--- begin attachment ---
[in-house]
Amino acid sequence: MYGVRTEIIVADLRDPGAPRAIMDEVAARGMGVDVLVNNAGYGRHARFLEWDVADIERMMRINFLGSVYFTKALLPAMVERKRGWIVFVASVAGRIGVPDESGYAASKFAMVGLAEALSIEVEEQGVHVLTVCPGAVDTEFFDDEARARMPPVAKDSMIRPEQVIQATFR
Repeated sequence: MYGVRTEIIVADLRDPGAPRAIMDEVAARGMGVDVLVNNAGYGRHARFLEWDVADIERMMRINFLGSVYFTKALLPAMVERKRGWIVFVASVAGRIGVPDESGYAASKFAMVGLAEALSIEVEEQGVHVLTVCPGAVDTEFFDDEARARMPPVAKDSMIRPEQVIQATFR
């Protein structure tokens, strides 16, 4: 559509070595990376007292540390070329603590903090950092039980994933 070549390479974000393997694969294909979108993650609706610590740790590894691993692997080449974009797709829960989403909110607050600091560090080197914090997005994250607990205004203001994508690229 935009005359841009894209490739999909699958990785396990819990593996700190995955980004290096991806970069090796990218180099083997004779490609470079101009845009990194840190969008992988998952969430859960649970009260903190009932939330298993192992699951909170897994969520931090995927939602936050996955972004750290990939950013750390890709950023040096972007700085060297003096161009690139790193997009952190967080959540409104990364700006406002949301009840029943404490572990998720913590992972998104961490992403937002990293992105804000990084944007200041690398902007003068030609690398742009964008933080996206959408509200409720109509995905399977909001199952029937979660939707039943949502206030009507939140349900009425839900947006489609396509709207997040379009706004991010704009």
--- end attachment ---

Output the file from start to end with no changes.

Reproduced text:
[in-house]
Amino acid sequence: MYGVRTEIIVADLRDPGAPRAIMDEVAARGMGVDVLVNNAGYGRHARFLEWDVADIERMMRINFLGSVYFTKALLPAMVERKRGWIVFVASVAGRIGVPDESGYAASKFAMVGLAEALSIEVEEQGVHVLTVCPGAVDTEFFDDEARARMPPVAKDSMIRPEQVIQATFR
Repeated sequence: MYGVRTEIIVADLRDPGAPRAIMDEVAARGMGVDVLVNNAGYGRHARFLEWDVADIERMMRINFLGSVYFTKALLPAMVERKRGWIVFVASVAGRIGVPDESGYAASKFAMVGLAEALSIEVEEQGVHVLTVCPGAVDTEFFDDEARARMPPVAKDSMIRPEQVIQATFR
């Protein structure tokens, strides 16, 4: 559509070595990376007292540390070329603590903090950092039980994933 070549390479974000393997694969294909979108993650609706610590740790590894691993692997080449974009797709829960989403909110607050600091560090080197914090997005994250607990205004203001994508690229 935009005359841009894209490739999909699958990785396990819990593996700190995955980004290096991806970069090796990218180099083997004779490609470079101009845009990194840190969008992988998952969430859960649970009260903190009932939330298993192992699951909170897994969520931090995927939602936050996955972004750290990939950013750390890709950023040096972007700085060297003096161009690139790193997009952190967080959540409104990364700006406002949301009840029943404490572990998720913590992972998104961490992403937002990293992105804000990084944007200041690398902007003068030609690398742009964008933080996206959408509200409720109509995905399977909001199952029937979660939707039943949502206030009507939140349900009425839900947006489609396509709207997040379009706004991010704009």